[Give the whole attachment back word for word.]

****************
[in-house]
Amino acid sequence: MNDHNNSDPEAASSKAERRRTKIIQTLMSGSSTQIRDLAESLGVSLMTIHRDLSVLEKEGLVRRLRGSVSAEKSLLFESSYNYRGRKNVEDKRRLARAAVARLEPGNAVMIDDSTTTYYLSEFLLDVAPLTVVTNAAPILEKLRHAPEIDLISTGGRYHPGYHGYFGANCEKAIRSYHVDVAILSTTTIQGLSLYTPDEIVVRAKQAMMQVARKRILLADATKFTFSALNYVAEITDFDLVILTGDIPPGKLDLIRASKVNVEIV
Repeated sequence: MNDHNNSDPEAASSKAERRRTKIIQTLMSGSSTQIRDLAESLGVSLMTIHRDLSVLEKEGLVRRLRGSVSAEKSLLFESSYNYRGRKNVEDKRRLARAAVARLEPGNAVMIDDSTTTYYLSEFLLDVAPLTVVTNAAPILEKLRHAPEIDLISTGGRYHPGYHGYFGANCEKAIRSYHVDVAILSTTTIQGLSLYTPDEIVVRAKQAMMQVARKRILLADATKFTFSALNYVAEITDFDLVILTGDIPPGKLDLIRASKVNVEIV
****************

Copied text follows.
[in-house]
Amino acid sequence: MNDHNNSDPEAASSKAERRRTKIIQTLMSGSSTQIRDLAESLGVSLMTIHRDLSVLEKEGLVRRLRGSVSAEKSLLFESSYNYRGRKNVEDKRRLARAAVARLEPGNAVMIDDSTTTYYLSEFLLDVAPLTVVTNAAPILEKLRHAPEIDLISTGGRYHPGYHGYFGANCEKAIRSYHVDVAILSTTTIQGLSLYTPDEIVVRAKQAMMQVARKRILLADATKFTFSALNYVAEITDFDLVILTGDIPPGKLDLIRASKVNVEIV
Repeated sequence: MNDHNNSDPEAASSKAERRRTKIIQTLMSGSSTQIRDLAESLGVSLMTIHRDLSVLEKEGLVRRLRGSVSAEKSLLFESSYNYRGRKNVEDKRRLARAAVARLEPGNAVMIDDSTTTYYLSEFLLDVAPLTVVTNAAPILEKLRHAPEIDLISTGGRYHPGYHGYFGANCEKAIRSYHVDVAILSTTTIQGLSLYTPDEIVVRAKQAMMQVARKRILLADATKFTFSALNYVAEITDFDLVILTGDIPPGKLDLIRASKVNVEIV